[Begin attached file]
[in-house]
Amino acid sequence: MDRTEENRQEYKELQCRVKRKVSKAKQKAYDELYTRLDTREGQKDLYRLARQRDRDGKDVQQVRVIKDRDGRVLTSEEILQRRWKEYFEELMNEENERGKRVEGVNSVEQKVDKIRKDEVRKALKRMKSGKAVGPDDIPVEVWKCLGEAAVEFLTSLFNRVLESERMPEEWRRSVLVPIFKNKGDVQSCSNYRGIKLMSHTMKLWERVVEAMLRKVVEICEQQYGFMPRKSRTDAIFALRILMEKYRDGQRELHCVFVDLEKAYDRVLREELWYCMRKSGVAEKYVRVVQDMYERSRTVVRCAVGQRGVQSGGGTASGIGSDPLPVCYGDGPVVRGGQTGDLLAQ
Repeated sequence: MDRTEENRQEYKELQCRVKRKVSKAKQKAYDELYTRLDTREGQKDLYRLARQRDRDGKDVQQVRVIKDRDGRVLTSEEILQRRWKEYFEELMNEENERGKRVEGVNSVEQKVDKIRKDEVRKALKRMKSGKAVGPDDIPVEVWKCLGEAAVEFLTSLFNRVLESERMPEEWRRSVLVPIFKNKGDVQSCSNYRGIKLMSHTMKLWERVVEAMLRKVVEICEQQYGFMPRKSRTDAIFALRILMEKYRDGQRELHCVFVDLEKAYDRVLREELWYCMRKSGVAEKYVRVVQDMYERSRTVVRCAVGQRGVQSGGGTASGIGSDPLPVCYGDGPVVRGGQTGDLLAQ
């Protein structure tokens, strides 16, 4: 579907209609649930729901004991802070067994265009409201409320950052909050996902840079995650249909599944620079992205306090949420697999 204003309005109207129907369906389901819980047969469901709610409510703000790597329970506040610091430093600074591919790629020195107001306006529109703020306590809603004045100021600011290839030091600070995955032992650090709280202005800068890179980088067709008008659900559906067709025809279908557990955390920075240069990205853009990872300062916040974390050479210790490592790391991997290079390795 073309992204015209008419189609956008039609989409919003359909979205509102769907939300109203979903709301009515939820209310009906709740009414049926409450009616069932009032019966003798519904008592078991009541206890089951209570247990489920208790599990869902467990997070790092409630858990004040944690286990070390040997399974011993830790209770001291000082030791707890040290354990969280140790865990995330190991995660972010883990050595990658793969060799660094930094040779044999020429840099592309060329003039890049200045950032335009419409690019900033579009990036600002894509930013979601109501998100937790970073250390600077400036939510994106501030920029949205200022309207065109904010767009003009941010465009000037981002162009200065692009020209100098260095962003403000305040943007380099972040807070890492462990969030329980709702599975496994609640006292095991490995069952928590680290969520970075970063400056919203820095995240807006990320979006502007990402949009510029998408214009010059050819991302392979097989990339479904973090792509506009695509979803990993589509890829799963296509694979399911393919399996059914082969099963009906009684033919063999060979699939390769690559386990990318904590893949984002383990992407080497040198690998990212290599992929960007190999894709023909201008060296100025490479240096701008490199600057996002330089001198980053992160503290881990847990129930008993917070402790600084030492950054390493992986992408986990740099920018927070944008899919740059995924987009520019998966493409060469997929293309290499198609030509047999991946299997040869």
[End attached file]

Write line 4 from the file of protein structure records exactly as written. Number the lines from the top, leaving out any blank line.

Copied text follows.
């Protein structure tokens, strides 16, 4: 579907209609649930729901004991802070067994265009409201409320950052909050996902840079995650249909599944620079992205306090949420697999 204003309005109207129907369906389901819980047969469901709610409510703000790597329970506040610091430093600074591919790629020195107001306006529109703020306590809603004045100021600011290839030091600070995955032992650090709280202005800068890179980088067709008008659900559906067709025809279908557990955390920075240069990205853009990872300062916040974390050479210790490592790391991997290079390795 073309992204015209008419189609956008039609989409919003359909979205509102769907939300109203979903709301009515939820209310009906709740009414049926409450009616069932009032019966003798519904008592078991009541206890089951209570247990489920208790599990869902467990997070790092409630858990004040944690286990070390040997399974011993830790209770001291000082030791707890040290354990969280140790865990995330190991995660972010883990050595990658793969060799660094930094040779044999020429840099592309060329003039890049200045950032335009419409690019900033579009990036600002894509930013979601109501998100937790970073250390600077400036939510994106501030920029949205200022309207065109904010767009003009941010465009000037981002162009200065692009020209100098260095962003403000305040943007380099972040807070890492462990969030329980709702599975496994609640006292095991490995069952928590680290969520970075970063400056919203820095995240807006990320979006502007990402949009510029998408214009010059050819991302392979097989990339479904973090792509506009695509979803990993589509890829799963296509694979399911393919399996059914082969099963009906009684033919063999060979699939390769690559386990990318904590893949984002383990992407080497040198690998990212290599992929960007190999894709023909201008060296100025490479240096701008490199600057996002330089001198980053992160503290881990847990129930008993917070402790600084030492950054390493992986992408986990740099920018927070944008899919740059995924987009520019998966493409060469997929293309290499198609030509047999991946299997040869």